Message to Coach Mendenhall – Let Your Cougars Loose!
During BYU’s road trip to face Florida State this weekend, I learned a few things about the uphill battle that the Cougar football team (and athletics at BYU in general) constantly faces that I don’t think I understood very well. earlier than what I experienced for the past two days. I grew up in Tallahassee, playing my first two years of high school football at Lincoln High before moving to Utah and finishing at Orem High.
When I moved to Utah, I noticed a huge difference in attitude and approach towards soccer. As a linebacker in Tallahassee, I was taught to do a quick read when the play started, fly where I thought the ball was going, and punish everyone I could on the opposing team. After a good play, I was encouraged to celebrate with my teammates.
During drills, if a fight broke out between offense and defense, it was a good thing. It was an indicator of intensity. In fact, if one of our fellow defenders didn’t step in to help someone who was involved in a fight with an offensive player (this is on the same team, mind you), they would send him running laps. I remember one time our linebacker coach, when an all-out fight broke out in practice, yelling “Get in and get some! Get in there and get some!” while forty or fifty high school players took their frustrations out on their peers.
When I moved to Utah, I found myself in a much more reserved style of playing soccer. Dancing after doing a play was frowned upon. Teasing and bullying were not very well accepted either. Rather than being praised for acting that way, I quickly learned that it was better to tone it down.
What does all this have to do with BYU football? I made some curious observations while watching the last three games between BYU and Florida State.
The Cougar soccer team hosts a bonfire (a gathering where spiritual talks are given) before each of their soccer games. I went to the one held in Tallahassee on Friday. Before the fireside, I had heard of BYU and Coach Mendenhall’s unique perspective (winning is not a top priority) regarding the soccer program, but until last weekend, I was never aware of the concept at the Bronco’s own words. Paraphrasing, this is what he said. He’s far more concerned about a player swearing or throwing his helmet off than giving up the touchdown that caused the tantrum. Coach Mendenhall also explained that the purpose of the soccer program is to teach discipleship, to raise questions from soccer fans around the world about who the players are and how they could perform at such a high level when many of them are Eagle Scouts, Return. missionaries, husbands and fathers, family men.
I appreciate that mission. I’m glad the BYU soccer team strictly enforces an honor code that requires them to cut a guy like Harvey Unga (who they desperately could have used on Saturday) because he doesn’t meet standards. It’s great to have role models on a sports show who can show that you don’t have to be a bully to be an athlete.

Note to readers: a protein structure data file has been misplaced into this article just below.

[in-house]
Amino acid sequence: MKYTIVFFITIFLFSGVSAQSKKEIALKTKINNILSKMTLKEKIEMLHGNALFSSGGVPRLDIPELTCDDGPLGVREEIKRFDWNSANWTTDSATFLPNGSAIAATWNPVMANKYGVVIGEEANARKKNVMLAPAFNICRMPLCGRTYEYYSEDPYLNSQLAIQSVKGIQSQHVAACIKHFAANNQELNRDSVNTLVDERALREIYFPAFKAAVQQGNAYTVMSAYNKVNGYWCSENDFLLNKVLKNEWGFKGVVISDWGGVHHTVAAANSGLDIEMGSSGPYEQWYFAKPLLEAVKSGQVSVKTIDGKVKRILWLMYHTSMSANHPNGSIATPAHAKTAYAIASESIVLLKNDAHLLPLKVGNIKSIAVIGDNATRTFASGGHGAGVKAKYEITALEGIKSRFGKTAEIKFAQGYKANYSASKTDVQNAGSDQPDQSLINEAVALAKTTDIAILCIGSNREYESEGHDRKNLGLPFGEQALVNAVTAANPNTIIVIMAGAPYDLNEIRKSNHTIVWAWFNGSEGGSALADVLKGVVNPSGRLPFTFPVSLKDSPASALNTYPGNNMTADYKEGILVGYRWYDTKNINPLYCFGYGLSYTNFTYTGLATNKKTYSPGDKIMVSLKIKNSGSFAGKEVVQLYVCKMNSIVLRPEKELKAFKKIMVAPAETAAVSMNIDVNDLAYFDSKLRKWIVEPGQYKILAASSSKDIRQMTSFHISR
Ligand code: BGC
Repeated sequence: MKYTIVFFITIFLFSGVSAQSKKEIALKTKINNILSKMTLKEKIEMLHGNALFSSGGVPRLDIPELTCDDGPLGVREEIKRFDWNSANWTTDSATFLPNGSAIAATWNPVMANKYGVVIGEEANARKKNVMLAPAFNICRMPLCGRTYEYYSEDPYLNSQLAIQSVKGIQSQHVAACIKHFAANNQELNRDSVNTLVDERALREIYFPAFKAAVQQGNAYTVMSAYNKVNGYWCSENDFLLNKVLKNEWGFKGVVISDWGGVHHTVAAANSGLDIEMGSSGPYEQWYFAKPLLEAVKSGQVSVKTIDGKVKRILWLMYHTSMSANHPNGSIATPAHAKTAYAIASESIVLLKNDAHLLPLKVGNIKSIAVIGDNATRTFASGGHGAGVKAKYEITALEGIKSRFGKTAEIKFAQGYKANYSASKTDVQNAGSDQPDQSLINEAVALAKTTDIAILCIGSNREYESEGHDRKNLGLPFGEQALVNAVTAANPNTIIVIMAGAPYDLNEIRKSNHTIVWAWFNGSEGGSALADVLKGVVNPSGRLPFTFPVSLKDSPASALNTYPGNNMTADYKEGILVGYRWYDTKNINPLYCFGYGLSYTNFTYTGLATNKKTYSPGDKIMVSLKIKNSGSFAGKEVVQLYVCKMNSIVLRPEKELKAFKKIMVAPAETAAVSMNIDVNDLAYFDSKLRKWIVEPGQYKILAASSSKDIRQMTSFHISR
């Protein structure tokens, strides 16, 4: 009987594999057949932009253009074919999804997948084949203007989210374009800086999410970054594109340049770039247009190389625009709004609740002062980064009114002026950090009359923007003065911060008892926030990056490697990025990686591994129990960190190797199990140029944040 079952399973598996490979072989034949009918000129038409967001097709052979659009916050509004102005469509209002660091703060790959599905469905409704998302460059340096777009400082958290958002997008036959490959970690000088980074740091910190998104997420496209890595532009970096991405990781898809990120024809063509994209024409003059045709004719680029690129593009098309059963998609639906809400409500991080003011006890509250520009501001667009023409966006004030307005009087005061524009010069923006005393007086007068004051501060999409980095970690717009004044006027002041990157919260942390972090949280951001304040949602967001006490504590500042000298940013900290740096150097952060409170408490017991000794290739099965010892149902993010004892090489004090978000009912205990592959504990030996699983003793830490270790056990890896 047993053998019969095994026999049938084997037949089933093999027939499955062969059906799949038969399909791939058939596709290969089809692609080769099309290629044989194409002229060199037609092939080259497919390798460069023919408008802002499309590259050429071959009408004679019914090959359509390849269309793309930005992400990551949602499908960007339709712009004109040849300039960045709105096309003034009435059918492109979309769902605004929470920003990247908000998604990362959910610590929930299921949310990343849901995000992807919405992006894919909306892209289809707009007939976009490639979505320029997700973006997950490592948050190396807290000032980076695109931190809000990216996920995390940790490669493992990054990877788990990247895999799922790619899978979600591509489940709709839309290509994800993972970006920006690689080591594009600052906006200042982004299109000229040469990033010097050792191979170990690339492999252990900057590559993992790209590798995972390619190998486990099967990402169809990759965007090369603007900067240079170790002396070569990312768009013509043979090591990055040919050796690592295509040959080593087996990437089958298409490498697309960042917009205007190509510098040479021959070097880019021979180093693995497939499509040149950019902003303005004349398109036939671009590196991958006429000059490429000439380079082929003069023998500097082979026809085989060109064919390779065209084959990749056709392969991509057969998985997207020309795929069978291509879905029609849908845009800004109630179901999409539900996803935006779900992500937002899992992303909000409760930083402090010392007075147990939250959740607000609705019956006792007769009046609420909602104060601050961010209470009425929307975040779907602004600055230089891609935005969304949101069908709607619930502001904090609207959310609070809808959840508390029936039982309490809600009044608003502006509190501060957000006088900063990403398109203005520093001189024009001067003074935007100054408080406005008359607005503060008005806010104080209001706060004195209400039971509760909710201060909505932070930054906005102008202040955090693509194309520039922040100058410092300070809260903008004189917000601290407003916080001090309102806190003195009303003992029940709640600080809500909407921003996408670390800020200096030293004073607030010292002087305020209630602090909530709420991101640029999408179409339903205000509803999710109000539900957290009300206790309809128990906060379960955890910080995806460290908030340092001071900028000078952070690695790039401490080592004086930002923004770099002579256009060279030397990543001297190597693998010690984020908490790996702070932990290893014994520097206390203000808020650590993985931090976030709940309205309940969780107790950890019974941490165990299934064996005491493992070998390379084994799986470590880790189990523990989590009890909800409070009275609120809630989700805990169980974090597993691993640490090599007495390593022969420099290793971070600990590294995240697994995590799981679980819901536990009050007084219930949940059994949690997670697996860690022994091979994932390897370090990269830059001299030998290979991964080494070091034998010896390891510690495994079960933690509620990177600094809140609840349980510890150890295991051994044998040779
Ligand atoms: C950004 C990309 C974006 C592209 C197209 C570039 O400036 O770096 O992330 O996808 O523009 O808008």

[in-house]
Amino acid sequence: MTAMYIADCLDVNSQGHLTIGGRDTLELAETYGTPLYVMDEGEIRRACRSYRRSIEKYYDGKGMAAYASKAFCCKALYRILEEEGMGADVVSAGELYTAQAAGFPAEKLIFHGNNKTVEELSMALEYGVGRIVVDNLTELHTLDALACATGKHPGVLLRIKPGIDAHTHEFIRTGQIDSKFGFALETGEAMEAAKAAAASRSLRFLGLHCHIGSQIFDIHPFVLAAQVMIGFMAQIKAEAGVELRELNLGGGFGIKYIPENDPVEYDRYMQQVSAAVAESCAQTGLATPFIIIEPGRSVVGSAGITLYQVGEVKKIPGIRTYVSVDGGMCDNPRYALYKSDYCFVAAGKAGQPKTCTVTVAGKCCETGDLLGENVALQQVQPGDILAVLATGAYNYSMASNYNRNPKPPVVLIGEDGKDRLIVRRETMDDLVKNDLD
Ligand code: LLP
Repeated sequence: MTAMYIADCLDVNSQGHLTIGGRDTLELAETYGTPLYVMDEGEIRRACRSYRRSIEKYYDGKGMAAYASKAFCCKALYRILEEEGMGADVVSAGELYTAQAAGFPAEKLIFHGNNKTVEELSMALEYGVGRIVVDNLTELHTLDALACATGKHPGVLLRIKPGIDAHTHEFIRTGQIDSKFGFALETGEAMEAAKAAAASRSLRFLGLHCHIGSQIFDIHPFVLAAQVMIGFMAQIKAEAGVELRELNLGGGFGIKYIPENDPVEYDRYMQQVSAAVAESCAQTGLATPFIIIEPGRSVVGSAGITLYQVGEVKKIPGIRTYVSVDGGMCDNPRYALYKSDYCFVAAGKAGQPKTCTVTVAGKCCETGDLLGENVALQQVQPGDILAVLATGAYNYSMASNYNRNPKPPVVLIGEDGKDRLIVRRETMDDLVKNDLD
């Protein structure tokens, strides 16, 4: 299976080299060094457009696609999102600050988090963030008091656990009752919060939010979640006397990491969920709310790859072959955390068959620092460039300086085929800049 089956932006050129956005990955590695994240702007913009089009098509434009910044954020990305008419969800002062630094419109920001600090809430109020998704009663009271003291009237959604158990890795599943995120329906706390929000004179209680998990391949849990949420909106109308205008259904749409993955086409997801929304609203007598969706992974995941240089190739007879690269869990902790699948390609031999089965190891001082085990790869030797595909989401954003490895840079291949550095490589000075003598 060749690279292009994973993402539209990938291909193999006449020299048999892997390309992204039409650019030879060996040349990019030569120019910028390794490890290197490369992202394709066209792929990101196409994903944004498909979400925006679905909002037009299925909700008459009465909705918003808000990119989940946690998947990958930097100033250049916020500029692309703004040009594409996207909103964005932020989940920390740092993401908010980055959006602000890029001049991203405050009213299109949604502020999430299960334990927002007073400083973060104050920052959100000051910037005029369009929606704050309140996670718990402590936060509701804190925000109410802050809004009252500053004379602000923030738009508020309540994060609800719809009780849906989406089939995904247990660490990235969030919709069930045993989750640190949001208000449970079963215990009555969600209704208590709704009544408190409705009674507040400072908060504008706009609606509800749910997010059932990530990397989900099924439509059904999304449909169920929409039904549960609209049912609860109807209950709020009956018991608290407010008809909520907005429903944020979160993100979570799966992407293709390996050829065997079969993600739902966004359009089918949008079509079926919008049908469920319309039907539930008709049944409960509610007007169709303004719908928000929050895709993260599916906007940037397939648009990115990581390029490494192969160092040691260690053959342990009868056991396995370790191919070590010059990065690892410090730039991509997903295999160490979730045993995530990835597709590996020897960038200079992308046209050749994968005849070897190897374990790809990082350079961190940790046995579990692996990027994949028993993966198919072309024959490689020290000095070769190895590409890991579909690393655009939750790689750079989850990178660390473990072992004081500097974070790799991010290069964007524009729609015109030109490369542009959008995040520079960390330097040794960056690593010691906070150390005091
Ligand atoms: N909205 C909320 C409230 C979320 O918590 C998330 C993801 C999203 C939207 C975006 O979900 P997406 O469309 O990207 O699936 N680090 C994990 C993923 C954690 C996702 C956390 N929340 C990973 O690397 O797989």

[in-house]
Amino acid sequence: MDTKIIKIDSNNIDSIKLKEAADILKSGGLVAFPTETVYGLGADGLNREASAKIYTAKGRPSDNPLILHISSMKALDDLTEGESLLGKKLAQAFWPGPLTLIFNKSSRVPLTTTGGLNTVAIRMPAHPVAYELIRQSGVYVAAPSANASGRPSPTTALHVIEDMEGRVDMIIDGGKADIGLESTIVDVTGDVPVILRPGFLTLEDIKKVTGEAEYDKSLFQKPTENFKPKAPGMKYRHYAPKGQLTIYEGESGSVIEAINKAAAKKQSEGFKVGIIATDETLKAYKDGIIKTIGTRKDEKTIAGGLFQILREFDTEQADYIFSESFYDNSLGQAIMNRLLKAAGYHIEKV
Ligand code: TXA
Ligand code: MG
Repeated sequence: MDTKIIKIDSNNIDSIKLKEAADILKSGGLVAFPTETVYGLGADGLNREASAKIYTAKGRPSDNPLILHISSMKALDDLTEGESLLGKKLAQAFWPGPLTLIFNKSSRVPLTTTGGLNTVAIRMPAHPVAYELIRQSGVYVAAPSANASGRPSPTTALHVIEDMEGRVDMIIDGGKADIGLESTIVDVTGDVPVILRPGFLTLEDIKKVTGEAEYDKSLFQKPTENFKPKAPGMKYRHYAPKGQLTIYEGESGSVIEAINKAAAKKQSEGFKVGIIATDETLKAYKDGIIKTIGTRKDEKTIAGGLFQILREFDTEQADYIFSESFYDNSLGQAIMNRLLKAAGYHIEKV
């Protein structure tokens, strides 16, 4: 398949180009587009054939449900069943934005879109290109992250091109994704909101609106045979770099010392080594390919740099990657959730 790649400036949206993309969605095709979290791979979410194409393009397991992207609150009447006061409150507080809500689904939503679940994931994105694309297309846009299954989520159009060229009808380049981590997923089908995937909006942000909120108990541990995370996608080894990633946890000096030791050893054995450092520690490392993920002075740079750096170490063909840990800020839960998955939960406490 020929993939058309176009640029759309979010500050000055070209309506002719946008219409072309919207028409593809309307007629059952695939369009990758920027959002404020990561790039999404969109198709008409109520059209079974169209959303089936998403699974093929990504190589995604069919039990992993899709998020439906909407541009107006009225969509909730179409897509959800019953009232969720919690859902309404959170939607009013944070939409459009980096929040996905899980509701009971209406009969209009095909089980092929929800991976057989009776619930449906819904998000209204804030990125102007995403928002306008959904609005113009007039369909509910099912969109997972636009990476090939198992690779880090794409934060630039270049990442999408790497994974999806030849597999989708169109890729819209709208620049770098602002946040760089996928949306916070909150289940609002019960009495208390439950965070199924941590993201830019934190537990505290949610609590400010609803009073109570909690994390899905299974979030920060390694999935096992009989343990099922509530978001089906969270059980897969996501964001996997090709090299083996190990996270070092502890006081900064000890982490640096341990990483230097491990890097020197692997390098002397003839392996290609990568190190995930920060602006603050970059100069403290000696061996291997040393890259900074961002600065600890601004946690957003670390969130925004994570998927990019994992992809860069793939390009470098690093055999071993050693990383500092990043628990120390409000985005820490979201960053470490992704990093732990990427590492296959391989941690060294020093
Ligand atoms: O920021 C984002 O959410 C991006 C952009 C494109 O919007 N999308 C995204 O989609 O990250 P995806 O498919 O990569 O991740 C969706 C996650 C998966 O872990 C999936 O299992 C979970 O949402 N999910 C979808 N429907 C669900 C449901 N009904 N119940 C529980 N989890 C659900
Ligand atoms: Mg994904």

However (you knew this was going to happen), I am sure BYU will never have the ability to truly convey its message to the level it could by putting such an impractical and demotivating governor on its team, as I have witnessed while watching the Cougars. . That difference is especially noticeable when BYU takes on a team like Florida State, known for its straightforward, bad-boy style of playing soccer. Each of the games played in this most recent series at home and outside BYU seemed like a futile exercise, even before soccer was played on the field. In Provo last year, I took a walk around the stadium behind the BYU sidelines before the game, and mentioned to my wife that the players looked more like they were preparing for a devotional than a soccer game. The same stood out this year. As FSU gesticulated, wandered, and otherwise made it known that, in Peter Warrick’s words, “It’s show time, baby! That’s what it is!” BYU’s mood looked like Eeyore at a funeral. Not much excitement. No intimidation attempts. None of the mind games that characterize soccer and that give your own team an emotional boost.
So if I had any advice for Bronco Mendenhall (and what BYU fan doesn’t?), It would be this: Let the dogs out on Saturdays. You are a soccer coach. It’s an emotional game, one that begs for adrenaline if your team wants to win, if your team wants to spread their message and that everyone cares what you say. I’ll forgive a “dang” or a “devil” every now and then if it means that players can mentally take their game to the next level. I can miss an occasional late hit if it means my players are playing hard. Players don’t have to sacrifice integrity to play fierce soccer. Leaving the Mountain West Conference may be a great opportunity, but it means you will face fewer Wyomings and more Florida states. If you don’t teach your men to let you go in the field, your message likely won’t reach an audience very far from Provo.